27 March

BLSA CEO Letter – 24 October 2022

POSTED ON: October 24, 2022 IN by Admin
27 March 27 March

By Busisiwe Mavuso

It’s important to remember that whatever is broken can be fixed and global investors need to be assured that we’re working on creating a desirable investment environment.

While investors still see South Africa as an investable destination, they’re becoming impatient with the slow pace of reforms. That message was clearly conveyed at a dinner that BLSA hosted for the 20-20 Investment Association in Johannesburg last Thursday.

The association is a global grouping of economically powerful institutional investors whose members include sovereign wealth funds, family offices, endowments, foundations and money management organisations with headquarters in no less than nine countries. This group of investors is not going to put money into this country because they think we’re nice people. What they want is to invest into a stable environment where they receive solid returns on their investments.

There is a myriad of new investment opportunities available in South Africa such as those in the renewable energy generation and transmission sectors as well as in electric vehicle manufacturing sector and the generation of green hydrogen. Investors should be queuing to be part of these developments.

In addition, the attraction of some other emerging markets like Turkey and Russia have waned, providing a perfect opportunity for South Africa to step in but with our challenges including persistent load shedding, unemployment, labour issues and the lack of implementation of crucial reforms, will we be able to do so?

Another of my observations from Thursday’s dinner is that the members of the 20-20 Investment Association are anything but naïve about our extremely high levels of corruption and they feel that not enough is being done by government to stamp it out.

Some of these investors have just seen the difficulties Mauritius faced when it was grey listed by the Financial Action Task Force (FATF) and are unlikely to want to invest in another country that faces the same fate. According to the FATF, an organisation that oversees compliance with anti-money laundering measures, South Africa is partially compliant or noncompliant with 20 of its 40 recommendations. The FATF’s evaluation found that there SA has enormous flaws that relate to state capture and our inability to prosecute criminals and a decision will be made in February next year on whether South Africa should be grey listed.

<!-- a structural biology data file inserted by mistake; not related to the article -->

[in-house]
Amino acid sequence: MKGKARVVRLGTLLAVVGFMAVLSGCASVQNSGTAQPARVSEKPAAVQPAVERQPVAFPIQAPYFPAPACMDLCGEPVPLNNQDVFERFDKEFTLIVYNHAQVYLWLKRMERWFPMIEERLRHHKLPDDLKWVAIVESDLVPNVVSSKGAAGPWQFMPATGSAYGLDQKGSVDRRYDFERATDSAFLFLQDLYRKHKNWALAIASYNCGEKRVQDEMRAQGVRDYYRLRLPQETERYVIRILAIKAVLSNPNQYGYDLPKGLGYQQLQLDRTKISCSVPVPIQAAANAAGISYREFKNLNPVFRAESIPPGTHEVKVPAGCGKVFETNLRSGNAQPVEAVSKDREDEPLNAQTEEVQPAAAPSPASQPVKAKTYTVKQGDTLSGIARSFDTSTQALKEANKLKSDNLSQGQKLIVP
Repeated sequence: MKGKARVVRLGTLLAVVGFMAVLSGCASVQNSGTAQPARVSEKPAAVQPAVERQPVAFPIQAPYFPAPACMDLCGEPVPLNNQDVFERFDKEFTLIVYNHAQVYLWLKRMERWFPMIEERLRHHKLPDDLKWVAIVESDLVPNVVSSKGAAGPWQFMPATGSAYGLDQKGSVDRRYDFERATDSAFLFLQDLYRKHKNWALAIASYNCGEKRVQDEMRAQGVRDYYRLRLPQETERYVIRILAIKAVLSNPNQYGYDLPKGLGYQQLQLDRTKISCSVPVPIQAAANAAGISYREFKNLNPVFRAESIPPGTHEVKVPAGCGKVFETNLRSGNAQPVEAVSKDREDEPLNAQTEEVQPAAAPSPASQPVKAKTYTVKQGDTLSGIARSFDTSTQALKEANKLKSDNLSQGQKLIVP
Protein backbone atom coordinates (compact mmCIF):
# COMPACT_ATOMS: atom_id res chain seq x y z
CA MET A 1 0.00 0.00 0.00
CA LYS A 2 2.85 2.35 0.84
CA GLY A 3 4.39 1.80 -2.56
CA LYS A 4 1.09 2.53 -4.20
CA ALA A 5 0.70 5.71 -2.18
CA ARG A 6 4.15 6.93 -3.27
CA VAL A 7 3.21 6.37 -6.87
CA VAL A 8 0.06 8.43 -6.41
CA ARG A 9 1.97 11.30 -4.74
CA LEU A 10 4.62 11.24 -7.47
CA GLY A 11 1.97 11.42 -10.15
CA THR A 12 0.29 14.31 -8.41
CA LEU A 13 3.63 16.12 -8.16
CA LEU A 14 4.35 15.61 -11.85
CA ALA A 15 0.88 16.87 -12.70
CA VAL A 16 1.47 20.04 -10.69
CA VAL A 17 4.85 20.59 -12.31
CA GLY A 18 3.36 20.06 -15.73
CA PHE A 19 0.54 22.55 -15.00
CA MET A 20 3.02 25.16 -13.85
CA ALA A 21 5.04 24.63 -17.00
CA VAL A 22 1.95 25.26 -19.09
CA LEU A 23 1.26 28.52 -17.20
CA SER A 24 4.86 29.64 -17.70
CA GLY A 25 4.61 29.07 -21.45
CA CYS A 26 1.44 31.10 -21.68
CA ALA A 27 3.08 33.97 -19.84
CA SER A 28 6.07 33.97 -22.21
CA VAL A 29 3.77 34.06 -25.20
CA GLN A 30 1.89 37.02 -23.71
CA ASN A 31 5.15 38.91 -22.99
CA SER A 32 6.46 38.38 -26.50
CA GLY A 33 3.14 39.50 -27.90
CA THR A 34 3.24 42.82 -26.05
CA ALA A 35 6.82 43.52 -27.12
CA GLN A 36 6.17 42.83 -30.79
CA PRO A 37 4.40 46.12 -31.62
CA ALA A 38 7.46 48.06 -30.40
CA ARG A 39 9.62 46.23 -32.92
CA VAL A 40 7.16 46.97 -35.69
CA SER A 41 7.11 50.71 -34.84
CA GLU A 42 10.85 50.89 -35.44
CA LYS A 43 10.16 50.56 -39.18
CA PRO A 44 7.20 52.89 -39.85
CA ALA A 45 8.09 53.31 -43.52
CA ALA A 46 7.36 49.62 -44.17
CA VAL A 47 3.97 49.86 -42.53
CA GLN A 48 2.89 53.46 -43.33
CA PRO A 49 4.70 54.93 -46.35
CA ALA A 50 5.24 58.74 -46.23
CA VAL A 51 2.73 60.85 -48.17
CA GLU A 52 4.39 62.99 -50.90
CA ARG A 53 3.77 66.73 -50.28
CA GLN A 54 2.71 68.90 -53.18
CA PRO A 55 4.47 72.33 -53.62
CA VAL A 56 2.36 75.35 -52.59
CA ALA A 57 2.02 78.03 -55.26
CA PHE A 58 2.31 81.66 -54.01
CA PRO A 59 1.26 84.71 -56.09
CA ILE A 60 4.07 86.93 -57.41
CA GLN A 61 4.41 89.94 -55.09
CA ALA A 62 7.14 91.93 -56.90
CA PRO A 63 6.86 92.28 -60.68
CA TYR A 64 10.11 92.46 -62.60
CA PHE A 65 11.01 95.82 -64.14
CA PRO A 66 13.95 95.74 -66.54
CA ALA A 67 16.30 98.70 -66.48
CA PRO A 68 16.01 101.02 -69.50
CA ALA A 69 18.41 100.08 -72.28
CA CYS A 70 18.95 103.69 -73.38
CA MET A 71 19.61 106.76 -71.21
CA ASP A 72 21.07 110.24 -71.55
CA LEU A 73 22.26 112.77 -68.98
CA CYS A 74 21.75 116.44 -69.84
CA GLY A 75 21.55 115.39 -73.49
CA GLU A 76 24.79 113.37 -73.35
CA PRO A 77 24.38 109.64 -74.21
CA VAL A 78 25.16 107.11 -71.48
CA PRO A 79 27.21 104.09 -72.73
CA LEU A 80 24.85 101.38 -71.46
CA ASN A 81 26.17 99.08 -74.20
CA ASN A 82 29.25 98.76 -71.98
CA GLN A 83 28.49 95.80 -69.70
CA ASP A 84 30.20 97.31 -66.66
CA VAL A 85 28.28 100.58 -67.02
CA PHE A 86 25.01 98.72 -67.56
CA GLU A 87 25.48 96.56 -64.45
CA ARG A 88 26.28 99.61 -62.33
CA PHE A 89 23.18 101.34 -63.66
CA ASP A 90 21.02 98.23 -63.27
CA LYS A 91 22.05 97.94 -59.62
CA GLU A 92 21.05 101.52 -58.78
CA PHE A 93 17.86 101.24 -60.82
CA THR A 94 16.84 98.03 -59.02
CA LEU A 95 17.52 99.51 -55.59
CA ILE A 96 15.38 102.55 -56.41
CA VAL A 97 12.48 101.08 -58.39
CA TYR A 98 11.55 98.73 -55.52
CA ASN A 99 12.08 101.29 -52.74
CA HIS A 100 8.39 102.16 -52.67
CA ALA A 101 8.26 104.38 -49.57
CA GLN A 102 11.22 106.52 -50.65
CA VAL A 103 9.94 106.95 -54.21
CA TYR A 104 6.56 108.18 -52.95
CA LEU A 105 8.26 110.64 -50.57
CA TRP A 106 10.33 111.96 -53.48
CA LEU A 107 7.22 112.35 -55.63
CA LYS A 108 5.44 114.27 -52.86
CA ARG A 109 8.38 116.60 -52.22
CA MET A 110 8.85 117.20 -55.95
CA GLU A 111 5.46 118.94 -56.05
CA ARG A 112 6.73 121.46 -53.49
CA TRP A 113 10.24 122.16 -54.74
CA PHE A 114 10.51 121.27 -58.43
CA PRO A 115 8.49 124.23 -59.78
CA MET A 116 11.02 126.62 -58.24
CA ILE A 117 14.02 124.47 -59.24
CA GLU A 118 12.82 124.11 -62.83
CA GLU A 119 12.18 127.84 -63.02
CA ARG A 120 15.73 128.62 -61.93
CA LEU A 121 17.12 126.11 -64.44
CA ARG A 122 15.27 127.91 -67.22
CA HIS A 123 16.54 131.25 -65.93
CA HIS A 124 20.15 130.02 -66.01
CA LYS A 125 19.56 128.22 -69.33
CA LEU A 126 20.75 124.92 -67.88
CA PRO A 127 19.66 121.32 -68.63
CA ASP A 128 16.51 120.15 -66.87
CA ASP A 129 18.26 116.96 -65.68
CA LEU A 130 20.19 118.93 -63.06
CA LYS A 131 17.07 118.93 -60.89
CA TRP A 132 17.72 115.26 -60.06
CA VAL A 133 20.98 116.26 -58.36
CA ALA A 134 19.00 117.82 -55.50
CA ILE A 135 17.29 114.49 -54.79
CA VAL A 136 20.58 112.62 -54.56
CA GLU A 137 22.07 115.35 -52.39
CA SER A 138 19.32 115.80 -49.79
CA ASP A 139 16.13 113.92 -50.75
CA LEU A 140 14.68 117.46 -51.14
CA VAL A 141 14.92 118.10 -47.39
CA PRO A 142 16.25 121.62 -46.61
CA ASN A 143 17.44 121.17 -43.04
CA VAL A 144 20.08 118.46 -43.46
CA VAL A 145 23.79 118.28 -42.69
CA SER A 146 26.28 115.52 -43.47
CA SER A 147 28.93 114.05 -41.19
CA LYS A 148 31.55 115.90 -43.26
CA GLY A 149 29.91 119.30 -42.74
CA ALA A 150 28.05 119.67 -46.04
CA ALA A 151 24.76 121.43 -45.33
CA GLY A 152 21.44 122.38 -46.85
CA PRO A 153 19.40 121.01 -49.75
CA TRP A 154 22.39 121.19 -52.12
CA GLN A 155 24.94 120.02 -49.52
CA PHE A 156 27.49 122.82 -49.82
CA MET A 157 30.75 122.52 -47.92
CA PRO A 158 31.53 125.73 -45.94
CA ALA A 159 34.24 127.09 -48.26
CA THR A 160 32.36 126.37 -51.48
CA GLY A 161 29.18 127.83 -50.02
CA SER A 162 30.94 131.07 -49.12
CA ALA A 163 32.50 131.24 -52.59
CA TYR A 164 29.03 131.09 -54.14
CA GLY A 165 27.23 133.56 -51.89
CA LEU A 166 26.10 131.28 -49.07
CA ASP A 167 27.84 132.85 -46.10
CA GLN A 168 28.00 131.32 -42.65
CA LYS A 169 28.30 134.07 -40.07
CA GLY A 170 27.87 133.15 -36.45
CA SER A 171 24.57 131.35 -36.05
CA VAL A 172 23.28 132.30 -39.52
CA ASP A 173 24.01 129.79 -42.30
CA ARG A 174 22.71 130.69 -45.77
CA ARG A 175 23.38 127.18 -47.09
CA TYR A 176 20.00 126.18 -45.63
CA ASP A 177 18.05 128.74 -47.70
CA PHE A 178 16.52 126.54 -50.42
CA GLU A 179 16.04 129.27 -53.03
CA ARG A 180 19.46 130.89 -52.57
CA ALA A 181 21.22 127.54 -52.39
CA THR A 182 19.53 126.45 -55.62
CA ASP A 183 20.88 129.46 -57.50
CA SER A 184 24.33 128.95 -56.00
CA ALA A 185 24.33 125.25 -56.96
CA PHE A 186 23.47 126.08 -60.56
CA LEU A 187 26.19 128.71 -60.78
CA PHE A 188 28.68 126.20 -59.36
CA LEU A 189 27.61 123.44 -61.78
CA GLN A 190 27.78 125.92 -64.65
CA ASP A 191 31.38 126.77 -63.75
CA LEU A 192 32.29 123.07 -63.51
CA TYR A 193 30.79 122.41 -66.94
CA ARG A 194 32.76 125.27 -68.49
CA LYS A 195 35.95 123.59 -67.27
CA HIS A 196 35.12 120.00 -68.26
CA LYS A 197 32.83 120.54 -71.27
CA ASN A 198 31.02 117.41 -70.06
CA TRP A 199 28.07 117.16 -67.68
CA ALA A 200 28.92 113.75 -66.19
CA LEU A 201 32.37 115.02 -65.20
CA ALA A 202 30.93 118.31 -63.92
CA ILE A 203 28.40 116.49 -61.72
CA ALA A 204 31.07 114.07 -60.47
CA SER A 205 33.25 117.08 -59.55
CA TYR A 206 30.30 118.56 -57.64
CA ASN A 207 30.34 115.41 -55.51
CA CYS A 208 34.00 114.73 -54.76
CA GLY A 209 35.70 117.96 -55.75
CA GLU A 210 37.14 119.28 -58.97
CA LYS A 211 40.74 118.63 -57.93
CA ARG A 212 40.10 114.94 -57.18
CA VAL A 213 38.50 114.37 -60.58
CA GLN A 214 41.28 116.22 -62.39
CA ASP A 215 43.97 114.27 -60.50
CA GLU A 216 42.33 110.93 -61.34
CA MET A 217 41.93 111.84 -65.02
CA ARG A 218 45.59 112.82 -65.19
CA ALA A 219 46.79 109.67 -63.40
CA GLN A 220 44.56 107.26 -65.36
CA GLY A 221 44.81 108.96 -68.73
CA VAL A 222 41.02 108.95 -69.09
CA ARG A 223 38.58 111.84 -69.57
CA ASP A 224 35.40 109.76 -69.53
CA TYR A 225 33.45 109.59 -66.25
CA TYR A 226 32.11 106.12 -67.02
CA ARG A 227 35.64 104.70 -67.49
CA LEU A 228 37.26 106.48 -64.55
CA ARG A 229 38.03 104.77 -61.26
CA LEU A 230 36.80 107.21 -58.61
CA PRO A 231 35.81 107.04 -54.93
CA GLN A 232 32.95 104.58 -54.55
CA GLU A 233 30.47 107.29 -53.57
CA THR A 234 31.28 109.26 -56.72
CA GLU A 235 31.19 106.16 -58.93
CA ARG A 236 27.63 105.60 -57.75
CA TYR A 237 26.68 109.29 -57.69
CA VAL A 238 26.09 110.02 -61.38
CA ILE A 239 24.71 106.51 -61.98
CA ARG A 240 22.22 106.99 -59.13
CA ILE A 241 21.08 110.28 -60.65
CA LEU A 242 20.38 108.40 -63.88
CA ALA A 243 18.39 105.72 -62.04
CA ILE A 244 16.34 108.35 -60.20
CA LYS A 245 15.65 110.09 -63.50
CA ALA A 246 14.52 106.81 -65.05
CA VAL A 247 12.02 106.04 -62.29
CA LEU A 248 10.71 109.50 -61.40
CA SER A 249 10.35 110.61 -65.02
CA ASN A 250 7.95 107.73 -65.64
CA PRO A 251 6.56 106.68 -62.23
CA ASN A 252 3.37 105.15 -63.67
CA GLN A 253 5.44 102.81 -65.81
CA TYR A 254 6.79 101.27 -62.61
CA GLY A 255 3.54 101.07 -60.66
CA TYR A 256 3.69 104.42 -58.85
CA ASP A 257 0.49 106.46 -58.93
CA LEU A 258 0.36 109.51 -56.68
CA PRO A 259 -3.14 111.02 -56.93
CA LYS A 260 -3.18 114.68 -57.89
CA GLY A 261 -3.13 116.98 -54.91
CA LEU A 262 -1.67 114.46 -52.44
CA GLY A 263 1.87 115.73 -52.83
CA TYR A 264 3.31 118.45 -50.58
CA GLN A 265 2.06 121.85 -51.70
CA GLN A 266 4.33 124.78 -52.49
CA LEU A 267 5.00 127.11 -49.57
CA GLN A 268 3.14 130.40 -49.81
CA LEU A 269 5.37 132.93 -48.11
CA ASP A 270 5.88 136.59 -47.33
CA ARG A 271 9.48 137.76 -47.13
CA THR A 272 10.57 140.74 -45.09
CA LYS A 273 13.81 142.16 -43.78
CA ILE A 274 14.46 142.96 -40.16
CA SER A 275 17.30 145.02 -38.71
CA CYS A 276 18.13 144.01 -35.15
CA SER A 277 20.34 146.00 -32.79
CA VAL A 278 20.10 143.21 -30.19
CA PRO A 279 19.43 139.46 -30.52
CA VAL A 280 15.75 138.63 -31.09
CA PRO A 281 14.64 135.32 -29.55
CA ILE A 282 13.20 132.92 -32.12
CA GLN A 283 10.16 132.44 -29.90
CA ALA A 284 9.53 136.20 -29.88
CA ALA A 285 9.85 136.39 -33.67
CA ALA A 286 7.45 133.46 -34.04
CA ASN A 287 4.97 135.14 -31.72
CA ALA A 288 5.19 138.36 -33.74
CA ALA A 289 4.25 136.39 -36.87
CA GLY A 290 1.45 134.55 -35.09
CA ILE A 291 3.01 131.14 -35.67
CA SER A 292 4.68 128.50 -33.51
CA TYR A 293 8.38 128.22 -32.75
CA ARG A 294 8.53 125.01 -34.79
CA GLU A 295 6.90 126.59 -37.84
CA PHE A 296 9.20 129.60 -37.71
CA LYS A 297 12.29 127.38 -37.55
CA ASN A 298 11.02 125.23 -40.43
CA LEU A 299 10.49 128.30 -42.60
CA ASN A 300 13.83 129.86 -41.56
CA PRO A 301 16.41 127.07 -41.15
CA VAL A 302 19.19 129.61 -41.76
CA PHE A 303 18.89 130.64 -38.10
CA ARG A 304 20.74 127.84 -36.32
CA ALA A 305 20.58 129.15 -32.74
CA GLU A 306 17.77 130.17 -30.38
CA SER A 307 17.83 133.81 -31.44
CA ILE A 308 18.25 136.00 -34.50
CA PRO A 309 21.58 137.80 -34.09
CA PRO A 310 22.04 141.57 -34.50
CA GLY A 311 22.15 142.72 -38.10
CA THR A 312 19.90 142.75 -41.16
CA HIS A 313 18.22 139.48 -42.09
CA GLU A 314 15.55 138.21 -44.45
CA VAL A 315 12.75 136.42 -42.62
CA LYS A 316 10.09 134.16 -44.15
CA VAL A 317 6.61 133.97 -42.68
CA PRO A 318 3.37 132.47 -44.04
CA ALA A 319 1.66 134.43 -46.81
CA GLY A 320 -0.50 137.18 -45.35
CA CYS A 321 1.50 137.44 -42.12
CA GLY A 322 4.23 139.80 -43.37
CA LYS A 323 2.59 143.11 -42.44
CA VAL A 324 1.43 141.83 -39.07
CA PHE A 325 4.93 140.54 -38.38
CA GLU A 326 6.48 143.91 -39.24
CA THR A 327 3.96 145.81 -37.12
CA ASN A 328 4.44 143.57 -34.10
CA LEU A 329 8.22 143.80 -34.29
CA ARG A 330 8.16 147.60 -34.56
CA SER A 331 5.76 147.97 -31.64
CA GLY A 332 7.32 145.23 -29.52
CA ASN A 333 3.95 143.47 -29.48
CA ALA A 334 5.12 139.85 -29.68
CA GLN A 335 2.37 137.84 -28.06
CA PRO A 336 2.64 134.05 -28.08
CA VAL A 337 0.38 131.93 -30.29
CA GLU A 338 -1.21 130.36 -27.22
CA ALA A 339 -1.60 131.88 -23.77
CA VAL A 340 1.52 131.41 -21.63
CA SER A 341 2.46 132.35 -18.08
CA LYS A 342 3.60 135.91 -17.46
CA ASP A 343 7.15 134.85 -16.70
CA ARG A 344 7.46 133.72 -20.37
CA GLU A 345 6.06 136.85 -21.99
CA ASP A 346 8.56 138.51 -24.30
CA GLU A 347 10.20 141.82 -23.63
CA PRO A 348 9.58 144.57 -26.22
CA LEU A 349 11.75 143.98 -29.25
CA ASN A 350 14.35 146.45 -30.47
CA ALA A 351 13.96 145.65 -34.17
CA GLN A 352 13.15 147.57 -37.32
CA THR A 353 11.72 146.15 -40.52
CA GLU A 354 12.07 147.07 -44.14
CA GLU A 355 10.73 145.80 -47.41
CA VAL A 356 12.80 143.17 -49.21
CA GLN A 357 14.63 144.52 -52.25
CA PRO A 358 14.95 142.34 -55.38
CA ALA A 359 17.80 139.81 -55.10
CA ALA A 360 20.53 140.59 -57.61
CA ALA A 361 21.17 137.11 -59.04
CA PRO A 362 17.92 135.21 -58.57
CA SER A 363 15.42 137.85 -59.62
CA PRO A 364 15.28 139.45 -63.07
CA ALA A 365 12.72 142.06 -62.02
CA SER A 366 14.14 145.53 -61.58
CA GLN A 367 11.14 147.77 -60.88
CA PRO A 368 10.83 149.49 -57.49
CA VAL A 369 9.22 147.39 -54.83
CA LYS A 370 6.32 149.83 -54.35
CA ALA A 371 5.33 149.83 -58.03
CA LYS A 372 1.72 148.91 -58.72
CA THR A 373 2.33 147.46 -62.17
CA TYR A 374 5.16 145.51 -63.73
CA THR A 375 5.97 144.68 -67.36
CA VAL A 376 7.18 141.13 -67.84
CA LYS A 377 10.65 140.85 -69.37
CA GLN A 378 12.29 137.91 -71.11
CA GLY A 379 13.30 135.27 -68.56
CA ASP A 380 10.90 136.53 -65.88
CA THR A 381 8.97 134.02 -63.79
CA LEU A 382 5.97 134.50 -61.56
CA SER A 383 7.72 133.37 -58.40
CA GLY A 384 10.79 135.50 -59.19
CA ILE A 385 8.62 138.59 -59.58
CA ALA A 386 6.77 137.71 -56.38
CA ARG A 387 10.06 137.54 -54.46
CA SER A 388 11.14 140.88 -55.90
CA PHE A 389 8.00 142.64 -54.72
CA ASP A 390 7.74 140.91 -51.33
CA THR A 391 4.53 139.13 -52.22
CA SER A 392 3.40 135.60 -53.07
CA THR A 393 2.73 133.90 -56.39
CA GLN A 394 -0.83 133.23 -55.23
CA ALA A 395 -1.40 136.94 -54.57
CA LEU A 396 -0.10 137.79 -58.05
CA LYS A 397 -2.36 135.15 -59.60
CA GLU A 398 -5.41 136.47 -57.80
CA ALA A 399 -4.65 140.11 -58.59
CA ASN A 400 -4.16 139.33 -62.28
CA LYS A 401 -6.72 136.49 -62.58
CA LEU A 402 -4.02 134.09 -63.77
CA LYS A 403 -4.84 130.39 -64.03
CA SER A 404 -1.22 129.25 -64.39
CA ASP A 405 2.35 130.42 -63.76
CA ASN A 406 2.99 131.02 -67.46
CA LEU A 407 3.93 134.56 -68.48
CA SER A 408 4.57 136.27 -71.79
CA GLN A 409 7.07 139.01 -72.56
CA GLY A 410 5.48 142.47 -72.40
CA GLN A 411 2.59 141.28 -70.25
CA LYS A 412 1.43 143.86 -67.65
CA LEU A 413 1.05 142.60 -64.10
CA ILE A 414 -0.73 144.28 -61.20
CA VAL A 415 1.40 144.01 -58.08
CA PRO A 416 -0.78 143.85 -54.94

BLSA’s recent report on grey listing finds that there is an 85% chance that we’ll be placed on the grey list and as I’ve said before, focus needs to be placed on the 15% chance of us avoiding grey listing altogether because if we are grey listed it will be very difficult for foreign investors like the members of the 20-20 Investment Association to do business with us.

The consequences could be grim. Our report estimates that the economic impact of grey listing could be limited or severe depending on how South Africa reacts to grey listing. They estimate the impact at under 1% of GDP if we act with alacrity to 3% of GDP if South Africa is perceived to be slow and unwilling to meet the standards set by FATF.

It’s clear from conversations with members of the association that we are not the worst investment destination in the world – but we need to do much more to build an investment-friendly environment by implementing wide-ranging structural reforms to make our economy more competitive and by implementing our resolution to do away with red tape. We also need to prosecute all those responsible for state capture.

It’s important to remember that whatever is broken can be fixed and global investors need to be assured that we’re working on creating a desirable investment environment.


The profound economic damage caused by the Transnet strike requires a “big bang’’ response to fix the inefficiencies in our transport and logistics systems, I write in News24 Business. The Economic Regulation of Transport Bill, which enables reforms to ports and rail systems, was tabled only in January 2020 while many of its key elements have been official government policy since 2005. It is still making its way through parliament. And while its reforms are important, they are too restrictive and don’t go far enough. We must remove our state-owned enterprises from this doomsday loop where they repeatedly return to the state for bailouts while the measures to fix them never seem to get implemented.

BLSA is a business organisation that believes in South Africa’s future and shares the values set out in the Constitution. In 2017, BLSA signed a contract with South Africa, committing business to playing its part in creating a South Africa of increasing prosperity for all by harnessing the resources and capabilities of business in partnership with government and civil society to deliver economic growth, transformation and inclusion.

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